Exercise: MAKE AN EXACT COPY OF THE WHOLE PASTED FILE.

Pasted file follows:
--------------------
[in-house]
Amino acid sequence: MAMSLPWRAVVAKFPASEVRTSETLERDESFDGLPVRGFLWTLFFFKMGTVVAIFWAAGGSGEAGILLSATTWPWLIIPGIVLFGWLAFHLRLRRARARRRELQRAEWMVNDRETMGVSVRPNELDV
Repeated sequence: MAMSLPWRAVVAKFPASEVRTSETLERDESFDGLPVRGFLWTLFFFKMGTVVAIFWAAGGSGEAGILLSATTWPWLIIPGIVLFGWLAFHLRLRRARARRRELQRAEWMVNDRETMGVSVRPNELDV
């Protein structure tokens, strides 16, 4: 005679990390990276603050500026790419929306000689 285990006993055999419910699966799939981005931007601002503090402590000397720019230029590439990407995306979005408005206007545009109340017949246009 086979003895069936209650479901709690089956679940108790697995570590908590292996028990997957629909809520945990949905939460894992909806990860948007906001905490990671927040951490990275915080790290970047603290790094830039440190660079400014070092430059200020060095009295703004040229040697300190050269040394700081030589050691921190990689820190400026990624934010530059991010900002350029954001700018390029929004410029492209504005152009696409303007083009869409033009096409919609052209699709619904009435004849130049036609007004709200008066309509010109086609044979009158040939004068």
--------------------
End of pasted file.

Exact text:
[in-house]
Amino acid sequence: MAMSLPWRAVVAKFPASEVRTSETLERDESFDGLPVRGFLWTLFFFKMGTVVAIFWAAGGSGEAGILLSATTWPWLIIPGIVLFGWLAFHLRLRRARARRRELQRAEWMVNDRETMGVSVRPNELDV
Repeated sequence: MAMSLPWRAVVAKFPASEVRTSETLERDESFDGLPVRGFLWTLFFFKMGTVVAIFWAAGGSGEAGILLSATTWPWLIIPGIVLFGWLAFHLRLRRARARRRELQRAEWMVNDRETMGVSVRPNELDV
């Protein structure tokens, strides 16, 4: 005679990390990276603050500026790419929306000689 285990006993055999419910699966799939981005931007601002503090402590000397720019230029590439990407995306979005408005206007545009109340017949246009 086979003895069936209650479901709690089956679940108790697995570590908590292996028990997957629909809520945990949905939460894992909806990860948007906001905490990671927040951490990275915080790290970047603290790094830039440190660079400014070092430059200020060095009295703004040229040697300190050269040394700081030589050691921190990689820190400026990624934010530059991010900002350029954001700018390029929004410029492209504005152009696409303007083009869409033009096409919609052209699709619904009435004849130049036609007004709200008066309509010109086609044979009158040939004068």